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Houston virtual reality company collaborates with space health organization

Houston-based Z3VR has been granted $500,000 to work or virtual reality applications in space. Photo courtesy of Z3VR

Houston-based startup Z3VR received a $500,000 grant from Baylor College of Medicine's Translational Research Institute for Space Health, or TRISH, last month to continue exploring how the wide world of virtual reality can boost mental and physical health for astronauts on a mission to Mars.

Founded in 2017 by a group of emerging tech enthusiasts, Z3VR discovered its niche in what CEO Josh Ruben calls the "intersection of biosensors and VR" and began consulting with TRISH in 2018. Last year, the company received its first funding from the institution to create virtual reality platforms that promote exercise and provide additional sensory experiences for isolated Mars-bound astronauts.

This new grant, however, takes Z3VR's mission one step farther. The year-long grant will allow Z3VR, in partnership with NASA labs in California and Houston, to further develop their VR platform to use eye movement tracking to identify cognitive, psychiatric, or ophthalmological issues before they arise.

Getting out ahead of issues is more important than ever on the Mission to Mars. Because of the duration and distance of the mission, these astronauts will be uniquely isolated and will face a communication lag of up to 45 minutes between space shuttle and command center.

"What that means from a health care perspective is that pretty much everything you need to treat and diagnose these astronauts needs to be self contained on the spacecraft itself," Ruben says. "The system that we are building is sensitive enough to pick up on these cognitive, ophthalmological, and psychiatric conditions well before they become clinically relevant. It'll be long before the astronaut knows there's a problem. That's the hope."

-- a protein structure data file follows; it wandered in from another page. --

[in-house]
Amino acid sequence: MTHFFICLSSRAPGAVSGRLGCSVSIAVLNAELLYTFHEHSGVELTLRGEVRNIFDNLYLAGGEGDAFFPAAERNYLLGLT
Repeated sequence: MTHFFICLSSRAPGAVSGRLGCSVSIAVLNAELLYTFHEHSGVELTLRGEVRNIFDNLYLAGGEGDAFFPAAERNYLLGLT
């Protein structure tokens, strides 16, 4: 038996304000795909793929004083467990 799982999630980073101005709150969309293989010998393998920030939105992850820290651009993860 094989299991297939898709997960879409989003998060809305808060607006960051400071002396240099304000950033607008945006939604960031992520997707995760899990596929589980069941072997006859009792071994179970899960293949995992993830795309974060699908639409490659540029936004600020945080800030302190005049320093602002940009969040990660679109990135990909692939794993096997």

Known as the Oculometric Cognition Testing and Analysis in Virtual Environments (OCTAVE) approach, Z3VR's program is modeled after a system at the Visuomotor Control Lab at NASA Ames in California. In the lab, scientists can use high-frequency eye trackers to monitor 21 physiological properties that can point to early signs of mental and physical conditions. The goal is to shrink down the same trackers to fit not just on the spacecraft, but inside a VR headset.

Other VR companies have been able to implement eye tracking into their platforms for some time now — but not at this level of preciseness. Partnering engineers on the project will have to increase the image quality four fold and capture about 10 times the number of images per second in order to detect the minute eye movements Ruben and team are searching for.

Still, Ruben thinks VR is the ideal fit for this process. "When you are in a VR application, the developers have what is effectively total control of your entire sensory experience," he says. "If I am monitoring various aspects of your physiology while you're in a VR experience, I know that the way your body is reacting is directly a result of our VR experience."

Too, the team and Z3VR envisions that through their platform this type of cognitive tracking can be a passive process. While astronauts are using the devices to exercise or learn how to fix a problem on board, their program will be tracking their eye movement in the background — much like how your smart watch would track your heart rate — alerting the command center only when a problem arises.